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Ontario Grain Farmer Magazine is the flagship publication of Grain Farmers of Ontario and a source of information for our province’s grain farmers. 

Grazing cover crops



MORE FARMERS ARE realizing the benefits of cover crops in grain rotations. They are also valuable for livestock, though. Partnerships with livestock farmers can bring economic and environmental benefits to both production systems.


In a seminar hosted by the Ontario Ministry of Agriculture, Food and Rural Affairs and Beef Farmers of Ontario in November 2022, sheep farmers Lyndsey Smith and Chris Moore of Shady Creek Lamb Co. shared their experiences, lessons, and how cover crop grazing has benefited both their business and the grain farmers with whom they partner.

Mark Brock, Huron County grain grower and former Grain Farmers of Ontario chair, also shared how farmers can develop better partnerships through a better understanding of psychology — and specifically, apprehension of risk.


Cover crop grazing was a natural fit for Lyndsey Smith and Chris Moore’s Ottawa-area sheep business. The pair already graze sheep in pasture under solar panels from May to October, but the ability to graze cover crops later in the year helped extend the grazing season well into winter.

“One of the things with [ewe lambs] on cover crops is we’re really trying to push them to grow as fast, as big as we can,” says Moore. “Because we know if they can make it to 80 pounds, they’re that much more likely to breed and lamb as yearlings, and that’s a big profit driver in the sheep business.”

However, a limited land base made it necessary to partner with neighbouring farms. Smith and Moore partnered with neighbours who, before entering into a cover-crop grazing agreement, had goals that fit well with what Smith and Moore were trying to achieve—garnering the fertility and organic matter afforded by manure, for example, or managing an amount of biomass which could cause problems at planting.

Smith and Moore secured several cover crop grazing sites in 2021 and 2022. In the first year, the sheep grazed off the cover crops the farmer had already planted; in 2022, they paid for the cover crop seed — oats and peas proved to be their flock’s most preferred forage blend. They also covered the cost and effort of planting, as well as all aspects of herd management. Aside from fertility returns afforded by manure, Smith and Moore say their partnering landowners found additional benefits. One landowner, for example, found cover crop grazing to be so effective at residue management that he was comfortable changing the cropping strategy the following spring.

“We can both work together, and both win… it’s working well, and we’re pretty excited about it,” says Smith. The pair reiterated that the mutually-beneficial system was only possible because they communicated the idea to trusted neighbours. They encourage others to do the same, actually put agreements to paper, and understand it is a learning process.

“Cover crops are just such fantastic feed … the one thing I look for are people that are really good farmers, that are really busy, whether that’s just they have a really big busy farm, or they’re busy off-farm, and they want to have the value of manure, the benefits of cover crops — and they don’t want the commitment of livestock,” says Moore.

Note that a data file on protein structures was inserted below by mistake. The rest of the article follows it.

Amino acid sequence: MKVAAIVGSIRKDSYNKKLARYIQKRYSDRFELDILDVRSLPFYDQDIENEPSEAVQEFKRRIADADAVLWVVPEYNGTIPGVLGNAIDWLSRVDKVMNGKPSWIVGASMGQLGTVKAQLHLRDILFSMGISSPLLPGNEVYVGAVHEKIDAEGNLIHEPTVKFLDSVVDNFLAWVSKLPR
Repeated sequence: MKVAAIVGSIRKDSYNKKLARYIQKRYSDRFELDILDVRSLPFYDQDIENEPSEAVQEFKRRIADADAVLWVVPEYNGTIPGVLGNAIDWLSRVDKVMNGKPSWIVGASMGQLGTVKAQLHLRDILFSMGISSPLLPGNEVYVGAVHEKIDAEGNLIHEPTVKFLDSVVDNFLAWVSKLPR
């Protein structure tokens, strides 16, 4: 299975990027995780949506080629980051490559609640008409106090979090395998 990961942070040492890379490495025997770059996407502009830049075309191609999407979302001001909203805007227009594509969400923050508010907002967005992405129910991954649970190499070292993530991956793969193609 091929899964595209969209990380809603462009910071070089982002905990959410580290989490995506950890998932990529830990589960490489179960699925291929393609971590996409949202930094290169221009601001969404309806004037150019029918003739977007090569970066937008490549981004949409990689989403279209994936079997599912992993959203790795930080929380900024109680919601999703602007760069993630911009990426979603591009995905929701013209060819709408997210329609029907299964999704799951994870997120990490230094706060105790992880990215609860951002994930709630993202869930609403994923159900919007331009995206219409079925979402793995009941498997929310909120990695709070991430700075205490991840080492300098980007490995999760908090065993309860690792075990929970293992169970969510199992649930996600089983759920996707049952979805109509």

“You can’t be a perfect person and manage livestock, crops, machines, and marketing, so you might as well partner up.”


Agreements in which both parties benefit might make good business sense — but that doesn’t mean the person being approached will be willing to participate. Indeed, apprehension and the overly strong fear of loss are very common among farmers, which can be a major barrier to what would otherwise be very successful partnerships.

It is the lesson Mark Brock learned while pursuing his Nuffield Scholarship thesis — “Farmer to Farmer Collaborations.” His experiences meeting with farmers and discussing their partnerships with one another revealed many successful examples, as well as what common psychological barriers often need to be overcome before such partnerships can work.

Overconfidence and the idea that you know better, sticking with the status quo because it is more comfortable and easy to do so, not being exposed to working examples of what is being proposed — these and other cognitive biases can all prevent otherwise beneficial partnerships from coming to fruition.

“We have this individualistic approach … that’s kind of inherent in our DNA a little bit, and it adds a challenge looking at how we do collaborations,” says Brock. His experience suggests farmers in Canada and the United States are particularly susceptible to overly individualistic thinking.

Brock says successful partnerships account for both the economic and the psychological. The agreement has to make the prospect of gain outweigh the fear of loss. A recipe for positive collaboration, in his experience, contains formal agreements — even simple ones — rooted in common goals and legwork to find the right people.

“I think it helps understanding the challenges you have when you want to maybe collaborate with a farmer that you, kind of, have to be a bit selective … around trying to find people that you can talk about these ‘buts,'” says Brock, later reiterating the role documentation can play in developing comfortable partnerships.

“It might be a single piece of paper that lists the land owner’s goals or the grain farmer’s goals, and your goals as a livestock raiser so that you both can look and identify it — and measure your success against that.” •


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